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Poetry in Aldeburgh: Ben Rogers interviews Perienne Christian

You have an interest in ancient walkways. Can you tell us why you are generally interested in this, do you walk them, and is there one in particular that you have recently been drawn to?

Perienne: I am interested in the history of human presence and movement across landscape. The old walkways, changed and shaped by our footsteps over the years, are to me a positive sign of human interaction with nature and link us back to our ancestors who would have trodden the same walkways.

I’m particularly interested in the myths that permeate these landscapes. Specifically, I am interested in pre-patriarchal mythological stories, which often take a lot of subtle digging to uncover.

I’ve walked parts of many of the ancient walkways of the UK, but have yet to do a full one.  In Summer 2017 I’m planning to walk the whole of the South Downs Way and to make sketches and notes along the way. As part of this, I will collect medicinal weeds to draw. Once back in the studio, I will use this material, together with aerial pictures and maps of these landscapes, to weave into a series of images.

From 2008-11 you modelled for the final completed painting by the artist Lucian Freud, whose daughter Annie Freud is reading at Poetry in Aldeburgh. Can you say a bit about the experience and how it helped your own art practice?

Perienne: Modelling for Freud was a very unique experience. It worked very well for me to be able to work in my studio in the day time and then go to sit for him in the evening, three times a week. I learned about discipline, focus and concentration with regards to making artwork. As we all know the creative process is a capricious being and we don’t always feel motivated. He painted every day. It didn’t always work out. But he always showed up. At a very basic level I learned that if I don’t show up the work won’t get made. I can’t just wait for inspiration to strike, although it feels wonderful when it does.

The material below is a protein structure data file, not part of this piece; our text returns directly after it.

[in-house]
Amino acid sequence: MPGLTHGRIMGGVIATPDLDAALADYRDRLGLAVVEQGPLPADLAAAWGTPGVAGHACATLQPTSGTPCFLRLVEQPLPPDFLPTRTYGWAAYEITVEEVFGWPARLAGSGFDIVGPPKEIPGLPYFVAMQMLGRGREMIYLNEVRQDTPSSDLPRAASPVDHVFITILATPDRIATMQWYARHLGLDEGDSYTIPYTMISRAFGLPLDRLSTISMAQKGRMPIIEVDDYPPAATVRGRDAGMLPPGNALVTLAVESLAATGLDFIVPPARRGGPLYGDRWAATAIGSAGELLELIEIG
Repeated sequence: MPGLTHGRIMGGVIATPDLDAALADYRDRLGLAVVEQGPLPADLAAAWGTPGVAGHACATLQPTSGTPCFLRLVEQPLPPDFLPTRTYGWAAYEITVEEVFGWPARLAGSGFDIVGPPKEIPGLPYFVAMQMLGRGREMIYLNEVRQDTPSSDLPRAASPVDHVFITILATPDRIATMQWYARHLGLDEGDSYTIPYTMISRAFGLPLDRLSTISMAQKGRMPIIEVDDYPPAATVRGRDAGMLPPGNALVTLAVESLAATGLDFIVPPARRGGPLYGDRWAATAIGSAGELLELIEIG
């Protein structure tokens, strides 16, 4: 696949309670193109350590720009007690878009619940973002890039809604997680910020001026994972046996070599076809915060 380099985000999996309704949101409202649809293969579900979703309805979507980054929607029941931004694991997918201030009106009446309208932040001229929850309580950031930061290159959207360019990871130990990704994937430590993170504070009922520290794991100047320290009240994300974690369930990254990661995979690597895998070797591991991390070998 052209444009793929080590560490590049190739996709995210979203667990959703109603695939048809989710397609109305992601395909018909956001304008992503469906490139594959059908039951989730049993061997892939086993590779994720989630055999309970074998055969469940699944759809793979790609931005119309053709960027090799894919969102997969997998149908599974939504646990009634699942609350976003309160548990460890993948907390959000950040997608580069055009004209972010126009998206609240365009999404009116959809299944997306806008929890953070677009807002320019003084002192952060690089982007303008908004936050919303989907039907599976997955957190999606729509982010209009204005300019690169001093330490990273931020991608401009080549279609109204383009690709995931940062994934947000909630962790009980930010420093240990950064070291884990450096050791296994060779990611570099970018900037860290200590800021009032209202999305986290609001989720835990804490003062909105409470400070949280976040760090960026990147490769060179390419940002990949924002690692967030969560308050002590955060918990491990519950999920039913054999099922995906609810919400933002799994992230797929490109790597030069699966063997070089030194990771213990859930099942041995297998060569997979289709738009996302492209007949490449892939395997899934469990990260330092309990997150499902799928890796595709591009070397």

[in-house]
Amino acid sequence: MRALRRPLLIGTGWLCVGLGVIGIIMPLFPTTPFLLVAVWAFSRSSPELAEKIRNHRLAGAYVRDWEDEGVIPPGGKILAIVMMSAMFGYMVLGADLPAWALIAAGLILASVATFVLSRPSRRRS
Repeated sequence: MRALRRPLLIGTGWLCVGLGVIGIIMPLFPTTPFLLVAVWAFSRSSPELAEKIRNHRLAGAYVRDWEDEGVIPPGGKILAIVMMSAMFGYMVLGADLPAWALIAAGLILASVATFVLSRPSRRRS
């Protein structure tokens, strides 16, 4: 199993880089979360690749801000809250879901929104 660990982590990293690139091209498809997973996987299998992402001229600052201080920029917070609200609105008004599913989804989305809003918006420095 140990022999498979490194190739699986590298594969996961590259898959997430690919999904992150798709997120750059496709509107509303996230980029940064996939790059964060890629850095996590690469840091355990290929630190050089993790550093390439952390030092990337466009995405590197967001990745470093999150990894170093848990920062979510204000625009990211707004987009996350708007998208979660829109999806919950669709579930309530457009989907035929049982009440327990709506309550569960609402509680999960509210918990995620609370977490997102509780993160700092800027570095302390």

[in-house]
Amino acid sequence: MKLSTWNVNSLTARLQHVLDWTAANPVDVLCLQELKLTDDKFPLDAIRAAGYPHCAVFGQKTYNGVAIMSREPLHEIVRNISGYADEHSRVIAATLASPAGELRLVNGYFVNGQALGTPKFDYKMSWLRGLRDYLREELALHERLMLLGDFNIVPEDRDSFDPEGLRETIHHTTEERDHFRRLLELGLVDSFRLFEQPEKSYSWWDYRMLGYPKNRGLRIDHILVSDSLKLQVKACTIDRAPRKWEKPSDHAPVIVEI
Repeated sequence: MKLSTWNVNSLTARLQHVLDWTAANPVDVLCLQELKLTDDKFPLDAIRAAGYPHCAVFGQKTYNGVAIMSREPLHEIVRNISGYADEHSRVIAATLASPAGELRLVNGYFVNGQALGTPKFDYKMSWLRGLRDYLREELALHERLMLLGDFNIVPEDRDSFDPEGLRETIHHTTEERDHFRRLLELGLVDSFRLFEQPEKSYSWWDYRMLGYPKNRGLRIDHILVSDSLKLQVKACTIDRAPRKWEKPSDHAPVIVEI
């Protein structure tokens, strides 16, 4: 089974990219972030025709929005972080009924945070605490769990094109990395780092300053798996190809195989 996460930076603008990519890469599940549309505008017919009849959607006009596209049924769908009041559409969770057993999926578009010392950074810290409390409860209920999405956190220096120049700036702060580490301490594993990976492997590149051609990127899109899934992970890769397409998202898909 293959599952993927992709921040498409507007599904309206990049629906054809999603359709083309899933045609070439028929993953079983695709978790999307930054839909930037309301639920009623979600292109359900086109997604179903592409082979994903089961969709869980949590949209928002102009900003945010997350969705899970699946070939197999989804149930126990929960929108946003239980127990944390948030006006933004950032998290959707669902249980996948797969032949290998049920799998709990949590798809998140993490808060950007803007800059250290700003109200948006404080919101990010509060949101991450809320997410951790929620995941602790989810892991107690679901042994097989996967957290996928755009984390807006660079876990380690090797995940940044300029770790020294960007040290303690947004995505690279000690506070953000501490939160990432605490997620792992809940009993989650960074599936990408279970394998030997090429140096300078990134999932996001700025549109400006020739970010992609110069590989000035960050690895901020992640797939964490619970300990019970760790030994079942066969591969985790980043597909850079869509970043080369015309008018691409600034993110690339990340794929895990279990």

You often draw in public parks. What for you are the benefits of creating artwork out in the field and not just in the studio?

Perienne: This links to my interest in the ancient walkways. But here I am observing human interaction within a constructed natural environment. Public parks are very democratising and humanising. You might have a person who sleeps in the park at night because they have no-where else to go, sitting next to a banker. You will find people of all ages. Often each person or group is in their own world, held within this context. I like to capture this and to weave narratives through the drawings.

Some of your pictures, including your dreamscapes, depict as you describe it “multiple worlds, stories and ideas within the one pictures plane”. Can you say a few words on what was the inspiration for creating this kind of image as opposed to a ‘single world’ image?

Perienne: The idea behind this reflects what Blaise Pascal describes as; ‘an infinite space whose centre is everywhere, whose circumference is nowhere.’ There are no obvious narratives; rather something circular that has no beginning and no ending. 
Despite multiple viewpoints, the works carry stories, which the viewer can interpret for 
themselves. I love 15th century Chinese Shan Shui painting, where the image is not an open window for the viewer’s eyes, but an object for the viewer’s mind, a vehicle for philosophy. My hope is that each person will have a personal experience when viewing the work.

Your ‘Phantasmagoria’ project is a series of small paintings of dreams – yours and those donated by others. What prompted you to start this project and can you share a dream of your own that you’ve painted?

Perienne: We spend so much of our lives asleep and often, when we can remember our dreams, the narratives and imagery are so rich and full of meaning. I wanted to begin to mine this. Once I decided to write my dreams down and then draw them each morning, I began to remember them very easily and vividly.

One dream that I drew, which is on the website, involved climbing a long, winding, mountainous path. At the top was as table with a book of poems by Rumi on top. I don’t remember any more of it, but I did pick up my book of his poems after that dream!


Perienne Christian lives and works in London and Suffolk in the UK. Her current artwork looks at connections between landscape -including ancient walkways and their stories, cartography, dream and the role of the feminine. She makes drawings, paintings, etchings, artist books and installations. In 2006, she was awarded a scholarship to complete an MA diploma in drawing at the Royal Drawing School in London, where she was awarded the chairmans first prize for her end of year show. From 2008-9 she was and artist in residence at Kensington Palace and from 2009-10 was artist in residence at Chat’s Palace arts centre. In 2014 she was artist in residence at Borgo Pignano, Italy on the Moritz-Heyman residency programme. She exhibits regularly nationally and internationally and has had solo shows at the Cueb gallery and Laborimov Easton gallery, in London.

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Image Credits:

Martin Chen